Psychodynamic therapists claim the ability to help clients connect current behaviors to long-past traumas in childhood, for instance, or to repressed fantasies decades in the patients’ past. … But … if [as they argue] we can’t trace the influence of simple actions and decisions to their correct sources, can we be expected to do better making etiological connections between complex current life and events or fantasies from our childhood? …[T]he vast number of psychodynamic schools of talk therapy appears as nothing more than a testing and breeding ground for these shared cultural narratives. Psychodynamic therapy offers a new and interesting world of possible narratives by which patients can come to believe they understand the origin of their thoughts and behaviors. These narratives become plausible in the patient’s eyes through the process of influence embedded in therapy.In both these cases the authors assume that making the unconscious conscious involves becoming cognisant of your own hitherto unconscious mental processes, rather as if the purpose of therapy were to learn to be a better psychologist at least regarding one’s own mental operations. In all this talk of becoming aware of - or developing bona fide knowledge or spurious belief about - one’s own mind, however, we meet with nothing in the patient that could itself be considered the existential shift of owning or appropriating one’s previously repressed attitudes. Furthermore in all this talk of a therapist learning to recognise (or at least develop ‘hypotheses’ about) a patient’s struggles we meet with nothing that could itself be considered an ethical attitude of her offering recognition to a patient in her difficulties. We are invited, that is, to see the task of therapy as the cognitively demanding but ethically null task of providing and enjoying a new reflexive transitive consciousness of our own attitudes. The task of offering recognition to a patient in her distress and his thereby recovering - not objective knowledge about his psychological performance, but rather, in his capacity to now enjoy intransitively conscious attitudes - his humanity, is not in view.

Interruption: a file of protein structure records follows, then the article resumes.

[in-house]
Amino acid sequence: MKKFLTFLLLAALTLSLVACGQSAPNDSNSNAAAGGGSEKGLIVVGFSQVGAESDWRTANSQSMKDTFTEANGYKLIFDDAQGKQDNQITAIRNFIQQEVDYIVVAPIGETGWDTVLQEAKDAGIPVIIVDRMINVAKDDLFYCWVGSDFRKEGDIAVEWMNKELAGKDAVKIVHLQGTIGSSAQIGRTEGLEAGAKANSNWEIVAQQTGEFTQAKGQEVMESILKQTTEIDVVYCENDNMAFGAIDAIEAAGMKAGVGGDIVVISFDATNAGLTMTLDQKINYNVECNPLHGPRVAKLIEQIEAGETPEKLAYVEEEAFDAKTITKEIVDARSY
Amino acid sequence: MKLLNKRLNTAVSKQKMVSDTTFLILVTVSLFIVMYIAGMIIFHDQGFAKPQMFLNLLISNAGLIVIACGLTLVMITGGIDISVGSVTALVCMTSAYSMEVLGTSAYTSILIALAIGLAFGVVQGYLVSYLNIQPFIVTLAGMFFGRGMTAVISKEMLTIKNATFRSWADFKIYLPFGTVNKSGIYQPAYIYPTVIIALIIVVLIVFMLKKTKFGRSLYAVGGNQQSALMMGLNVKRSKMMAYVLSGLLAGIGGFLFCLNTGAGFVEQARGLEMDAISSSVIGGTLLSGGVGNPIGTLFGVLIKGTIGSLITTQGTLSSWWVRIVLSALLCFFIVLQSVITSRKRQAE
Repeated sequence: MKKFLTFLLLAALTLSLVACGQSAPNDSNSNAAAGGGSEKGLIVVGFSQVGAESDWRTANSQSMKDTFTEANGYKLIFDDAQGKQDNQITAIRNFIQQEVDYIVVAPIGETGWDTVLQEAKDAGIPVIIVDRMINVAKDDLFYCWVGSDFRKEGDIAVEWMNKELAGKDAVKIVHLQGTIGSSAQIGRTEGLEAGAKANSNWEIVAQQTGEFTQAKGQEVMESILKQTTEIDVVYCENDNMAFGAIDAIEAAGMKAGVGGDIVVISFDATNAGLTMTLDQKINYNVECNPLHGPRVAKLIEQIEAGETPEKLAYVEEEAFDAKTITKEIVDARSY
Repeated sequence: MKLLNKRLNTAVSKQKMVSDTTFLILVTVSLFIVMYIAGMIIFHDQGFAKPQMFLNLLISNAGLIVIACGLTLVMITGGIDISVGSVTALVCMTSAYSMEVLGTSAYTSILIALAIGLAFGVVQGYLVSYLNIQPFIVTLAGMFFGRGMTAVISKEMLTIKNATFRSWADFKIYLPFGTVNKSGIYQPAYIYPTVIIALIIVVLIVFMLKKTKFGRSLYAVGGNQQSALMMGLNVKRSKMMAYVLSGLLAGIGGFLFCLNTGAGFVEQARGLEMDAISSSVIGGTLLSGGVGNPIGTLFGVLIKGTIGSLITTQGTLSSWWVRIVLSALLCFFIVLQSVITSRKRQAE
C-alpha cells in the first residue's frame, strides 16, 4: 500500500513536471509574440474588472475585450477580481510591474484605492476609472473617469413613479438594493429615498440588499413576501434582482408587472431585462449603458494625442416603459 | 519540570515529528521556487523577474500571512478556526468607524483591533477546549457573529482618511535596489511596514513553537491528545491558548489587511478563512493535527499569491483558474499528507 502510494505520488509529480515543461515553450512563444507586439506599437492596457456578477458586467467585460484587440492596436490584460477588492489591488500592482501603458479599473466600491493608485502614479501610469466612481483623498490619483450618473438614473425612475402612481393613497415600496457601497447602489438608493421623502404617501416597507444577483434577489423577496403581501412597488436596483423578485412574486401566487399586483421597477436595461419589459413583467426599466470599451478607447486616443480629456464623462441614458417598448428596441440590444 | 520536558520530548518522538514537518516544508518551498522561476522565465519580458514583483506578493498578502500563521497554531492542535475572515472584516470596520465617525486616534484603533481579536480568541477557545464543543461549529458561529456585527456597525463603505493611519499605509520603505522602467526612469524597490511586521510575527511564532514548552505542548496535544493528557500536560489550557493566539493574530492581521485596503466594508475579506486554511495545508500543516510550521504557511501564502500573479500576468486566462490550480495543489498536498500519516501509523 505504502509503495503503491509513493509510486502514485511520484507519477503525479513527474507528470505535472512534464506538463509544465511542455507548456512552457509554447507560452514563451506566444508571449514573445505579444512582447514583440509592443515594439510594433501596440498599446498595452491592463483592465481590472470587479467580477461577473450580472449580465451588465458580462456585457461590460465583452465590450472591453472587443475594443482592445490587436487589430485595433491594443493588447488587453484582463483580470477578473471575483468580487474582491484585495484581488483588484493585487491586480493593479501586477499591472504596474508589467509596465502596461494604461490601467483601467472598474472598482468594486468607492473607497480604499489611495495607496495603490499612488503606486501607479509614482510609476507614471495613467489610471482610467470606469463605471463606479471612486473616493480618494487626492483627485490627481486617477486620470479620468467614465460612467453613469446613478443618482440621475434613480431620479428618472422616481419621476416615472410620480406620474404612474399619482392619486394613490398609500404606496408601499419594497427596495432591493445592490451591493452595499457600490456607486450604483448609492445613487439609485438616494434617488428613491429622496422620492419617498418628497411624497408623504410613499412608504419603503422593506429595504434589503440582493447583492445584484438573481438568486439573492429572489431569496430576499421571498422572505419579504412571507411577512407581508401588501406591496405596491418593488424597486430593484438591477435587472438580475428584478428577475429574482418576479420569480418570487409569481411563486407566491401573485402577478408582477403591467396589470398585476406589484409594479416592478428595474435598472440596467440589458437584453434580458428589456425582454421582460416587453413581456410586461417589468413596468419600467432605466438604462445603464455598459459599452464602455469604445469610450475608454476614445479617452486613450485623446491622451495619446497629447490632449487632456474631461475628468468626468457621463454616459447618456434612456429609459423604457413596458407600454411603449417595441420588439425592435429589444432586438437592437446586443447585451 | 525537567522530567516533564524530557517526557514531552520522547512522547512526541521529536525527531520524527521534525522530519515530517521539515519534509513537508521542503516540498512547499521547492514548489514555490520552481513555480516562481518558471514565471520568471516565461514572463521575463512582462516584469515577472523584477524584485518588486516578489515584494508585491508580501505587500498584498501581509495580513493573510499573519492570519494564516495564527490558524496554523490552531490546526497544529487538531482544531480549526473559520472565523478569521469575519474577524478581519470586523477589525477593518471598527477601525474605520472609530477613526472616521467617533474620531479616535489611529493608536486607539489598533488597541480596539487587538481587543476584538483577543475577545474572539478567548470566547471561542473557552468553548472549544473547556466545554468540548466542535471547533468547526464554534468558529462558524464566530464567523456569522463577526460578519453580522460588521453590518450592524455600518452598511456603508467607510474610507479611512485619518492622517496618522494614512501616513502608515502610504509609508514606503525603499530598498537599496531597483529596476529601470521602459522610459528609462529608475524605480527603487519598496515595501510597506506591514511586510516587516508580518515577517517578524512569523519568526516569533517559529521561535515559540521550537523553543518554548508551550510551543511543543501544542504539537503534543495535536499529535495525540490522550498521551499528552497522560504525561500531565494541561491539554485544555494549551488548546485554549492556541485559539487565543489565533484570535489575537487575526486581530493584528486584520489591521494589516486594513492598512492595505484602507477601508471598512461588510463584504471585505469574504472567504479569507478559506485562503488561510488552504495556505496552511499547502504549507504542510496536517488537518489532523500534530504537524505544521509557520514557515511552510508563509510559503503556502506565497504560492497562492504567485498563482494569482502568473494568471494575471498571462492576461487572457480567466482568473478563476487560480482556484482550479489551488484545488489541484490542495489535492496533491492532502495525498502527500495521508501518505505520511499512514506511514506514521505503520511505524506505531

'A psychodynamic formulation ... is an hypothesis about the way a person thinks, feels, and behaves, which considers the impact and development of unconscious thoughts and feelings.... Psychodynamic formulations do not offer definitive explanations; rather, they are hypotheses that we can change over time.'